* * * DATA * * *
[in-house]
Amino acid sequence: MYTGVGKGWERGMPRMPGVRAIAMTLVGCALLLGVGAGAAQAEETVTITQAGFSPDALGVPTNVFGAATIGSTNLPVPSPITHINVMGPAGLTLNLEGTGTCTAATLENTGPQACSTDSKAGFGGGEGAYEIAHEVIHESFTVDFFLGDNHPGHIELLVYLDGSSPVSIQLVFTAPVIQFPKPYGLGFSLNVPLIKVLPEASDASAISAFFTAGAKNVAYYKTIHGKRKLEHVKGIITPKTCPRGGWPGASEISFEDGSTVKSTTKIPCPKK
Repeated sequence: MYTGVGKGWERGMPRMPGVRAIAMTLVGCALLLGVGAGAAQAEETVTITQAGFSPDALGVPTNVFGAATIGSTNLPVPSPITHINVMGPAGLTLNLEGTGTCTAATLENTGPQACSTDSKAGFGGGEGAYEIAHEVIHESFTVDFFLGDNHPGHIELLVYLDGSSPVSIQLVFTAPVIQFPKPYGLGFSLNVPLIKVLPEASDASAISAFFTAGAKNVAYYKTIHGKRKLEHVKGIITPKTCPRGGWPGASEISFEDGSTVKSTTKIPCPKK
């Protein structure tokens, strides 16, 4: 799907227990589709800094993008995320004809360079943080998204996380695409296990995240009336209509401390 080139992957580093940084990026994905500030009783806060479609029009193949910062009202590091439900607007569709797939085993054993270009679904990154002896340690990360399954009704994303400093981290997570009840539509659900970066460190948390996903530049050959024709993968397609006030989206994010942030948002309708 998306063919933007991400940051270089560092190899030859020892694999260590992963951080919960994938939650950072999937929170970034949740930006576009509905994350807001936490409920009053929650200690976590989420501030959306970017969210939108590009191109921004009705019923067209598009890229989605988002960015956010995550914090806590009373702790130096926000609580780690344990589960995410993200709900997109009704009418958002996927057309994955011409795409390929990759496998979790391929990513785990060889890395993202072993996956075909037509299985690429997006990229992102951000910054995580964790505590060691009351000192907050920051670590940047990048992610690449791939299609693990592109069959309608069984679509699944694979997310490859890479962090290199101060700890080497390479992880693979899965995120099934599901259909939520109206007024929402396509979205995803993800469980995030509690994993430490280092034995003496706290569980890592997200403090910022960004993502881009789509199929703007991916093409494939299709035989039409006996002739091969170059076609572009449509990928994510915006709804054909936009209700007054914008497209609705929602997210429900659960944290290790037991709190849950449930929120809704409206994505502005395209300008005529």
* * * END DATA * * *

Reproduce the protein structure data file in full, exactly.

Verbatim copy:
[in-house]
Amino acid sequence: MYTGVGKGWERGMPRMPGVRAIAMTLVGCALLLGVGAGAAQAEETVTITQAGFSPDALGVPTNVFGAATIGSTNLPVPSPITHINVMGPAGLTLNLEGTGTCTAATLENTGPQACSTDSKAGFGGGEGAYEIAHEVIHESFTVDFFLGDNHPGHIELLVYLDGSSPVSIQLVFTAPVIQFPKPYGLGFSLNVPLIKVLPEASDASAISAFFTAGAKNVAYYKTIHGKRKLEHVKGIITPKTCPRGGWPGASEISFEDGSTVKSTTKIPCPKK
Repeated sequence: MYTGVGKGWERGMPRMPGVRAIAMTLVGCALLLGVGAGAAQAEETVTITQAGFSPDALGVPTNVFGAATIGSTNLPVPSPITHINVMGPAGLTLNLEGTGTCTAATLENTGPQACSTDSKAGFGGGEGAYEIAHEVIHESFTVDFFLGDNHPGHIELLVYLDGSSPVSIQLVFTAPVIQFPKPYGLGFSLNVPLIKVLPEASDASAISAFFTAGAKNVAYYKTIHGKRKLEHVKGIITPKTCPRGGWPGASEISFEDGSTVKSTTKIPCPKK
């Protein structure tokens, strides 16, 4: 799907227990589709800094993008995320004809360079943080998204996380695409296990995240009336209509401390 080139992957580093940084990026994905500030009783806060479609029009193949910062009202590091439900607007569709797939085993054993270009679904990154002896340690990360399954009704994303400093981290997570009840539509659900970066460190948390996903530049050959024709993968397609006030989206994010942030948002309708 998306063919933007991400940051270089560092190899030859020892694999260590992963951080919960994938939650950072999937929170970034949740930006576009509905994350807001936490409920009053929650200690976590989420501030959306970017969210939108590009191109921004009705019923067209598009890229989605988002960015956010995550914090806590009373702790130096926000609580780690344990589960995410993200709900997109009704009418958002996927057309994955011409795409390929990759496998979790391929990513785990060889890395993202072993996956075909037509299985690429997006990229992102951000910054995580964790505590060691009351000192907050920051670590940047990048992610690449791939299609693990592109069959309608069984679509699944694979997310490859890479962090290199101060700890080497390479992880693979899965995120099934599901259909939520109206007024929402396509979205995803993800469980995030509690994993430490280092034995003496706290569980890592997200403090910022960004993502881009789509199929703007991916093409494939299709035989039409006996002739091969170059076609572009449509990928994510915006709804054909936009209700007054914008497209609705929602997210429900659960944290290790037991709190849950449930929120809704409206994505502005395209300008005529």